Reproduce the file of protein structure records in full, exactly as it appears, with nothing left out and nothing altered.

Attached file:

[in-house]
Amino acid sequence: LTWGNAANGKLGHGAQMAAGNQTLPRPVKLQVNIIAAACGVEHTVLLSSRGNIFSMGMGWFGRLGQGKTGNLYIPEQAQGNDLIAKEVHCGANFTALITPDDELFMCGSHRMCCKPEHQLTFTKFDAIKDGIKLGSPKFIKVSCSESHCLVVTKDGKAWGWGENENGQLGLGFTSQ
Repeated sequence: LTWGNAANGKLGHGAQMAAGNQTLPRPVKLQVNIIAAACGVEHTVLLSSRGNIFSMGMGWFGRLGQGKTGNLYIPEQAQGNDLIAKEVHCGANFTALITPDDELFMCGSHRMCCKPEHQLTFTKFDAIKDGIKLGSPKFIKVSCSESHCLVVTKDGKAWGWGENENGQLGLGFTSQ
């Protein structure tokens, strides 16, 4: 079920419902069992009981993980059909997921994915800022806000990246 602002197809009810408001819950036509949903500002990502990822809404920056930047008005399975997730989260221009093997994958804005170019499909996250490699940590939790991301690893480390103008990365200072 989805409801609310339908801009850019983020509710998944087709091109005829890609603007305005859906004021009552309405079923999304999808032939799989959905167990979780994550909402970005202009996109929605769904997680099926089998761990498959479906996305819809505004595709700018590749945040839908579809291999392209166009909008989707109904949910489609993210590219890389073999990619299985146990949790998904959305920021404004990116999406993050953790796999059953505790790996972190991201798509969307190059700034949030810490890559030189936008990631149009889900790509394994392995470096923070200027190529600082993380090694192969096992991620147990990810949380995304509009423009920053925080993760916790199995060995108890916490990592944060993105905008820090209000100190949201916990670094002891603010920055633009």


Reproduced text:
[in-house]
Amino acid sequence: LTWGNAANGKLGHGAQMAAGNQTLPRPVKLQVNIIAAACGVEHTVLLSSRGNIFSMGMGWFGRLGQGKTGNLYIPEQAQGNDLIAKEVHCGANFTALITPDDELFMCGSHRMCCKPEHQLTFTKFDAIKDGIKLGSPKFIKVSCSESHCLVVTKDGKAWGWGENENGQLGLGFTSQ
Repeated sequence: LTWGNAANGKLGHGAQMAAGNQTLPRPVKLQVNIIAAACGVEHTVLLSSRGNIFSMGMGWFGRLGQGKTGNLYIPEQAQGNDLIAKEVHCGANFTALITPDDELFMCGSHRMCCKPEHQLTFTKFDAIKDGIKLGSPKFIKVSCSESHCLVVTKDGKAWGWGENENGQLGLGFTSQ
């Protein structure tokens, strides 16, 4: 079920419902069992009981993980059909997921994915800022806000990246 602002197809009810408001819950036509949903500002990502990822809404920056930047008005399975997730989260221009093997994958804005170019499909996250490699940590939790991301690893480390103008990365200072 989805409801609310339908801009850019983020509710998944087709091109005829890609603007305005859906004021009552309405079923999304999808032939799989959905167990979780994550909402970005202009996109929605769904997680099926089998761990498959479906996305819809505004595709700018590749945040839908579809291999392209166009909008989707109904949910489609993210590219890389073999990619299985146990949790998904959305920021404004990116999406993050953790796999059953505790790996972190991201798509969307190059700034949030810490890559030189936008990631149009889900790509394994392995470096923070200027190529600082993380090694192969096992991620147990990810949380995304509009423009920053925080993760916790199995060995108890916490990592944060993105905008820090209000100190949201916990670094002891603010920055633009």